Why the Calorie Approach to Weight Loss Doesn’t Work
Restricting calories to lose weight over the long term is more detrimental to your metabolism because it will turn your body into a hormone-induced hunger machine. A study in the New England Journal of Medicinefound that after putting overweight individuals on a ten-week calorie-restricted diet of 550 calories a day, they experienced elevated levels of the hormones ghrelin, which stimulates hunger, and gastric inhibitory polypeptide, which promotes fat storage. Leptin, a hormone that suppresses hunger and boosts fat burning, was profoundly reduced after the ten-week diet and stayed that way for the duration of the one-year study.Take note that after the ten-week diet, participants lost 30 pounds, but due to the way they had severely altered their metabolic hormone responses to food by restricting calories, they regained an average of 15 pounds in the next year.
The Thermic Effect of Food: Calories Are Stupid
A number of mainstream media outlets incorrectly (or stupidly) took the results of a new study published in the Journal of the American Medical Association proclaiming, “It’s the calories, stupid” that dictate body composition and weight gain. A close look at the study clarifies the misinterpretation and tells us exactly the opposite: it’s primarily the macronutrient content of the food you eat that dictates body composition, but if you overeat every day, then you will get fat.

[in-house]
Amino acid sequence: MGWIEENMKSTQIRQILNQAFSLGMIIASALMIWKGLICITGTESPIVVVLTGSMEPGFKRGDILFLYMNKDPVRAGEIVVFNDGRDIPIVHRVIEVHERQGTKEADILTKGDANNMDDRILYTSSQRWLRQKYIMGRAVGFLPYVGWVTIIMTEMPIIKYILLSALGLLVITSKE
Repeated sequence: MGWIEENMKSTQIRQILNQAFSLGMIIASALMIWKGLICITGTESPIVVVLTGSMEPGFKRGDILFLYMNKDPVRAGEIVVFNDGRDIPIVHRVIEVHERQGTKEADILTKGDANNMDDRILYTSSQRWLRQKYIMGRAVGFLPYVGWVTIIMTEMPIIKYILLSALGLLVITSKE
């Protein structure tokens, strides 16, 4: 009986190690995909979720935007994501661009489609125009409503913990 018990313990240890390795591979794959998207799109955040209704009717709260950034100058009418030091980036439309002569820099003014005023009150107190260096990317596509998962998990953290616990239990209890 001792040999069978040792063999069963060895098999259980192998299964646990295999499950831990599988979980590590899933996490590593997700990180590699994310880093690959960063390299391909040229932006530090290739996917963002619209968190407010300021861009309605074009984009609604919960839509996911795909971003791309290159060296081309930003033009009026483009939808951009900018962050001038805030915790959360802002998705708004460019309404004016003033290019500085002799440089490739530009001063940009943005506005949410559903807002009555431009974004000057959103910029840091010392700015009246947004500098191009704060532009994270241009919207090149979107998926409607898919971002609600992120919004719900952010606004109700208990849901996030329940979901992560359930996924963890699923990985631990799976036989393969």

The study compared the effect of overeating on body composition and fat gain from diets with three different protein contents. The thermic effect of the different diets was also measured, which is the amount of calories required to break down food, synthesize enzymes, and perform metabolic processes.
Participants ate either 5, 15, or 25 percent of their diet from protein with a whopping extra 954 calories a day for eight weeks. All the diets consisted of well over 3,000 calories a day and the macronutrient content was as follows:
All three groups gained the same amount of fat from the overeating—about 3.5 kg. The normal- and high-protein diet groups actually gained 0.2 kgs less than the low-protein group, but this was not statistically significant. What was most interesting was that the low-protein diet group gained the least total body weight because along with the 3.5 kg of fat gain, they lost almost a kilogram of muscle mass. The lack of amino acid building blocks in the diet put them into a severely catabolic, fat-storing state.In comparison, the normal-protein diet group gained 2.9 kg of muscle mass and the high-protein diet group gained 3.4 kg of muscle. Therefore, along with the nearly 3.5 kg of fat they gained, the normal- and high-protein diets did produce more weight gain. But, from a body composition viewpoint, the normal- and high-protein diets were better even though participants gained more total weight than the low-protein group because their percentage of body fat went down.